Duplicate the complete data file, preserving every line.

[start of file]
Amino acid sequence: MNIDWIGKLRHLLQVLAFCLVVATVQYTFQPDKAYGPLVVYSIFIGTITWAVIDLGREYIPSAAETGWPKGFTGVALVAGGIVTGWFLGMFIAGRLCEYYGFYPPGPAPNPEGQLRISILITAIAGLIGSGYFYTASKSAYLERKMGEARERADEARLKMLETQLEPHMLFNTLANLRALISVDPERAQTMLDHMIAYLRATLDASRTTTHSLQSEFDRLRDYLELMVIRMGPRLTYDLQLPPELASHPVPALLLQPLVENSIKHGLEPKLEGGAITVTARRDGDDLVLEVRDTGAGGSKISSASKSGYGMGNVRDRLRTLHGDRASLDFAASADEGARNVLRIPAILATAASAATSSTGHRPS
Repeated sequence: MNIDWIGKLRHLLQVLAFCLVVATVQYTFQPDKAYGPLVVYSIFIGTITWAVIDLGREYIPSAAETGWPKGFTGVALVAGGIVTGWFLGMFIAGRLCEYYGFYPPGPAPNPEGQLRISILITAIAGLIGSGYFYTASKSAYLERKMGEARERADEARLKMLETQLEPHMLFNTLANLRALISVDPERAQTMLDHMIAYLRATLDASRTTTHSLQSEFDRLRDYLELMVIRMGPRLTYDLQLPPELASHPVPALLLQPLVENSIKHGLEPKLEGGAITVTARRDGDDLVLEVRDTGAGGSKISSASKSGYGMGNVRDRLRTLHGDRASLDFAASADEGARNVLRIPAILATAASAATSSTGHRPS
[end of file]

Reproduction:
Amino acid sequence: MNIDWIGKLRHLLQVLAFCLVVATVQYTFQPDKAYGPLVVYSIFIGTITWAVIDLGREYIPSAAETGWPKGFTGVALVAGGIVTGWFLGMFIAGRLCEYYGFYPPGPAPNPEGQLRISILITAIAGLIGSGYFYTASKSAYLERKMGEARERADEARLKMLETQLEPHMLFNTLANLRALISVDPERAQTMLDHMIAYLRATLDASRTTTHSLQSEFDRLRDYLELMVIRMGPRLTYDLQLPPELASHPVPALLLQPLVENSIKHGLEPKLEGGAITVTARRDGDDLVLEVRDTGAGGSKISSASKSGYGMGNVRDRLRTLHGDRASLDFAASADEGARNVLRIPAILATAASAATSSTGHRPS
Repeated sequence: MNIDWIGKLRHLLQVLAFCLVVATVQYTFQPDKAYGPLVVYSIFIGTITWAVIDLGREYIPSAAETGWPKGFTGVALVAGGIVTGWFLGMFIAGRLCEYYGFYPPGPAPNPEGQLRISILITAIAGLIGSGYFYTASKSAYLERKMGEARERADEARLKMLETQLEPHMLFNTLANLRALISVDPERAQTMLDHMIAYLRATLDASRTTTHSLQSEFDRLRDYLELMVIRMGPRLTYDLQLPPELASHPVPALLLQPLVENSIKHGLEPKLEGGAITVTARRDGDDLVLEVRDTGAGGSKISSASKSGYGMGNVRDRLRTLHGDRASLDFAASADEGARNVLRIPAILATAASAATSSTGHRPS